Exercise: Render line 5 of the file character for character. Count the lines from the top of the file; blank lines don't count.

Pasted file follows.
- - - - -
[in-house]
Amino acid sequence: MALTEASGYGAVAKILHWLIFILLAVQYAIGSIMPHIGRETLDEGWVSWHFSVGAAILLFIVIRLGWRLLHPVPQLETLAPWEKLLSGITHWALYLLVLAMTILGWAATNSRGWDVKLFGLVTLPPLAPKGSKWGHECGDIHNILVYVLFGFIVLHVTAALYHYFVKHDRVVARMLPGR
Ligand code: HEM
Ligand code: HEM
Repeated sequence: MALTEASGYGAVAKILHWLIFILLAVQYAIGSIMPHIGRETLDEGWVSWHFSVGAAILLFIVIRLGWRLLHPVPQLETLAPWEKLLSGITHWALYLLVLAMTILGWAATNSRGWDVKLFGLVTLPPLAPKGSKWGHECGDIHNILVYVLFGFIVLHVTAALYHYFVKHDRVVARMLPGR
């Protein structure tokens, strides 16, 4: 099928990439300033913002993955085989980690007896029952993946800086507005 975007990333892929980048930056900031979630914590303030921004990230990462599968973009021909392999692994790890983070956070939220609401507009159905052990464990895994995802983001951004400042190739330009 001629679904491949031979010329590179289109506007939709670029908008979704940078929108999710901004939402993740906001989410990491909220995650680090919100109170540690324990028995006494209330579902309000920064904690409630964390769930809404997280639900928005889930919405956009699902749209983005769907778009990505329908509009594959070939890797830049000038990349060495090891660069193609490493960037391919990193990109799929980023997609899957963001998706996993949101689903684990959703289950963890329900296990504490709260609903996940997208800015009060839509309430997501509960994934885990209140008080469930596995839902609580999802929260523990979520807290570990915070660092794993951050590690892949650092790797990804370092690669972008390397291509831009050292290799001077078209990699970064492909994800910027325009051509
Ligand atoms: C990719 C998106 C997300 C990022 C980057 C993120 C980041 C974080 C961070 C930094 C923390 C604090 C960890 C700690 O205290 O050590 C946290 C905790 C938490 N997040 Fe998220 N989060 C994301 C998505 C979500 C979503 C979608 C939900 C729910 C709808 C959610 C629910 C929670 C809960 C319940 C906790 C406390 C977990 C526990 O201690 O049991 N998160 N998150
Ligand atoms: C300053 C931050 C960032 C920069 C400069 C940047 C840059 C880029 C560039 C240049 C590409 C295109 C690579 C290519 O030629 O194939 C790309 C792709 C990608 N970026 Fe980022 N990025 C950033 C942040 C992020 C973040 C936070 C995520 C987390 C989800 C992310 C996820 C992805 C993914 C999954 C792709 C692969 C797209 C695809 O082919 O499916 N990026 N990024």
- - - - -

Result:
Repeated sequence: MALTEASGYGAVAKILHWLIFILLAVQYAIGSIMPHIGRETLDEGWVSWHFSVGAAILLFIVIRLGWRLLHPVPQLETLAPWEKLLSGITHWALYLLVLAMTILGWAATNSRGWDVKLFGLVTLPPLAPKGSKWGHECGDIHNILVYVLFGFIVLHVTAALYHYFVKHDRVVARMLPGR